8. Consider weather and weather nuances

Typhoon season in Japan is generally September-October. Certain airports may shut down – as advised by NOTAM – for 24 hours or longer during these extreme weather events. Thunderstorms occur June-September. Impacted airports, and all ramp activity, may temporarily shut down for 20-30 minutes at a time. During these brief weather events, ground handlers are not permitted on the ramp – for safety reasons – and aircraft on approach may be diverted or put into holding patterns. Certain airports in Japan are prone to heavy early morning fog conditions. While fog may cause occasional flight diversions and delays, airports remain open.

9. Snow conditions restrict overnight parking options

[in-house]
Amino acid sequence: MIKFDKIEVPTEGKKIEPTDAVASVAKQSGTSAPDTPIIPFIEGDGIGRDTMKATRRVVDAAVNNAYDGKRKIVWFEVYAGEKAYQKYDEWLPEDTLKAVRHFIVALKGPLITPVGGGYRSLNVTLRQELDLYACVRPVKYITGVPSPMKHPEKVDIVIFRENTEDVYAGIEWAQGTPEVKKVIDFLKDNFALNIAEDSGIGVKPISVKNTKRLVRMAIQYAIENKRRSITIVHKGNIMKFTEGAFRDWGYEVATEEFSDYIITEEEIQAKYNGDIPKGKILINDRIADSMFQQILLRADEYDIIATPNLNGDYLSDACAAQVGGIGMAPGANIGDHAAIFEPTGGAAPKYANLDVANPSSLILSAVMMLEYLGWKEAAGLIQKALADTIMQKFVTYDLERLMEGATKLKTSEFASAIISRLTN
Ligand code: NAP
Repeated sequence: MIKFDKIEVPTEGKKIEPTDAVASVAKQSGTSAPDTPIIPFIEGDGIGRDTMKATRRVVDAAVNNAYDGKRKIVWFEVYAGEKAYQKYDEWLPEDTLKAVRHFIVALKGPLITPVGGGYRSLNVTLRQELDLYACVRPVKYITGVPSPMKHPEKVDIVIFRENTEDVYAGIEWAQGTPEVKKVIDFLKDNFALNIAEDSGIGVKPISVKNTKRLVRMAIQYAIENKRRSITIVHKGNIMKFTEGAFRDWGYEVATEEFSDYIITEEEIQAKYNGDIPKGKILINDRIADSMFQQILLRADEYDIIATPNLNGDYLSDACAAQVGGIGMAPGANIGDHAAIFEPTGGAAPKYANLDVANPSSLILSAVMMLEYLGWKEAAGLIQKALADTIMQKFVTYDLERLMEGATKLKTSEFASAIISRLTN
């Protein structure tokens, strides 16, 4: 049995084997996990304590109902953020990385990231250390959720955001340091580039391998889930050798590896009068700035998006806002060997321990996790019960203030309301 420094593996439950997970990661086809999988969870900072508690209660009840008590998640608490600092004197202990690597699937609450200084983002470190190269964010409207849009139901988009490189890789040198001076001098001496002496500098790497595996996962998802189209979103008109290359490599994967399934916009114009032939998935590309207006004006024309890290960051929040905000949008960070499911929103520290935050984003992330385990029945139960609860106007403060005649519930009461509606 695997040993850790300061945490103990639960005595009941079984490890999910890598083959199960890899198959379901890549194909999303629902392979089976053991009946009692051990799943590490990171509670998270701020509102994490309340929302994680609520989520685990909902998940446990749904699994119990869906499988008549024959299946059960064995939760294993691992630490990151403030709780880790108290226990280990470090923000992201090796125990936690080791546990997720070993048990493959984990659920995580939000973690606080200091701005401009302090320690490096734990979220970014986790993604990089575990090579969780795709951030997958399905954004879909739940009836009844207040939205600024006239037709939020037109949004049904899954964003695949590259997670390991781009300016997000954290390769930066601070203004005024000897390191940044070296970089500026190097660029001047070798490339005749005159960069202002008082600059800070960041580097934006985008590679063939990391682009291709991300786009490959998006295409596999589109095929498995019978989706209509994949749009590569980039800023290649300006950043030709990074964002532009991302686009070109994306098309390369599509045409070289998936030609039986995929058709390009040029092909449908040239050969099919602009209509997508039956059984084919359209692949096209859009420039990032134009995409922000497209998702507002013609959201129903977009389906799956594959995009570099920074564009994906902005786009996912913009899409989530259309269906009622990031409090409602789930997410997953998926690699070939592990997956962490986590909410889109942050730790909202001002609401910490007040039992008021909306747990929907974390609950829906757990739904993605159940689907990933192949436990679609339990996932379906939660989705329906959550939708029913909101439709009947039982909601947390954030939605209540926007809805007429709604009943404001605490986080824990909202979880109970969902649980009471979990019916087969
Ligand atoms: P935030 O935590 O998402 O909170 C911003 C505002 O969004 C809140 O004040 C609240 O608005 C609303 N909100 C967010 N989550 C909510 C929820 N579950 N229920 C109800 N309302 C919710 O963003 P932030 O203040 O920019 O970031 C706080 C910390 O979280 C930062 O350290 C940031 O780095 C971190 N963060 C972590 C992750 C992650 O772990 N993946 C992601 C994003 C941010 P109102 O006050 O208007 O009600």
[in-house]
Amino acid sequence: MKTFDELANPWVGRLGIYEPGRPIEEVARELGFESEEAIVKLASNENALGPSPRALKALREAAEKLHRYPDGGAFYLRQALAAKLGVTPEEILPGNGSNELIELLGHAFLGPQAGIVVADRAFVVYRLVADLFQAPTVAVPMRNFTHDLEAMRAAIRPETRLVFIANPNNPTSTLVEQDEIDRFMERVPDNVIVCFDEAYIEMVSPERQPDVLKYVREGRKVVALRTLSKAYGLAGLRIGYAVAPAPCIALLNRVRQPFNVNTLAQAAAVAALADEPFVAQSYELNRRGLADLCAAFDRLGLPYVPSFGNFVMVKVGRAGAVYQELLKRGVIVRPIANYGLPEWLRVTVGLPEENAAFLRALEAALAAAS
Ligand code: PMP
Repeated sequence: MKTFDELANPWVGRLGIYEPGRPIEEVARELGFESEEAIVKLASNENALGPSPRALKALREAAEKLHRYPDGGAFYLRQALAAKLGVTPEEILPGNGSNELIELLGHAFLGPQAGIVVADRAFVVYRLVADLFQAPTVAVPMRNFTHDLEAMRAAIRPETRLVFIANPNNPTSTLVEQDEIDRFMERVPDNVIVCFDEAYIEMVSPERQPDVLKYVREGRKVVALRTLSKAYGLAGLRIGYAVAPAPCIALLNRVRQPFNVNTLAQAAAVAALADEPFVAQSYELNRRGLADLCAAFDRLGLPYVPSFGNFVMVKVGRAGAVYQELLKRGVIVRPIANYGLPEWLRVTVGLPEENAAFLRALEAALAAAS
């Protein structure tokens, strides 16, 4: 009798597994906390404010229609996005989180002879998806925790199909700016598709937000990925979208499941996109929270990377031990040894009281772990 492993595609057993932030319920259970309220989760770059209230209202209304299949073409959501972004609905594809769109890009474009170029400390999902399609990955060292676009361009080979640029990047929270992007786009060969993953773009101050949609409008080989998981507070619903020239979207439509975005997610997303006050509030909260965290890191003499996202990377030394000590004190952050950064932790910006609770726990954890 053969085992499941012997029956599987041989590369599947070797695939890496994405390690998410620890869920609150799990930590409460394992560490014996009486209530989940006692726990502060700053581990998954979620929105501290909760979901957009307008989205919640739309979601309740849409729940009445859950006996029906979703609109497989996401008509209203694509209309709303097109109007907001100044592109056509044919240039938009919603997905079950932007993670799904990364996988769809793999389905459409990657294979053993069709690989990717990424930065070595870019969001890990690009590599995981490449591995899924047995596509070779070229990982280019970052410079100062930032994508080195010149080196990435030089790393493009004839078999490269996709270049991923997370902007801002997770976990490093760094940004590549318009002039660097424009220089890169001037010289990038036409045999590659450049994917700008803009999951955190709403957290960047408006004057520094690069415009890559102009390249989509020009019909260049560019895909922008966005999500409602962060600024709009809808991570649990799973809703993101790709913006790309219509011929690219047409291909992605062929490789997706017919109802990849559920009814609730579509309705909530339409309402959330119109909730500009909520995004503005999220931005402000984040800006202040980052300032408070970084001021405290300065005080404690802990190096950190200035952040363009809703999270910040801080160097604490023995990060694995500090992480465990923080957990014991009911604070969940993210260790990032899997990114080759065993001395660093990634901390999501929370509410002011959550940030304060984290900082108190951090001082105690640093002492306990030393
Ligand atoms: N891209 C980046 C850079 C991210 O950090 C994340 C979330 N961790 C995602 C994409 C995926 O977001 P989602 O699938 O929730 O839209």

Snow conditions occur in Japan December through late March, and many airports in the north restrict or prohibit overnight parking during this period. Airport authorities do this is so that snow can be cleared at night. Some airports – Sapporo (RJCC) in particular – prohibit overnight General Aviation (GA) parking December 1-March 31. Other airports, including Sendai (RJSS), issue temporary restrictions on overnight parking based on snow conditions and forecasts. Restrictions and prohibitions are advised via NOTAM, but it’s best to check with your ground handler during winter operations as restrictions are not always announced. Be aware that de-icing equipment and facilities are limited in Japan, and priority always goes to scheduled commercial operations. Japanese airlines own this equipment, and, while GA handlers have access to it, you may wait a couple of hours or more to be de-iced.

Conclusion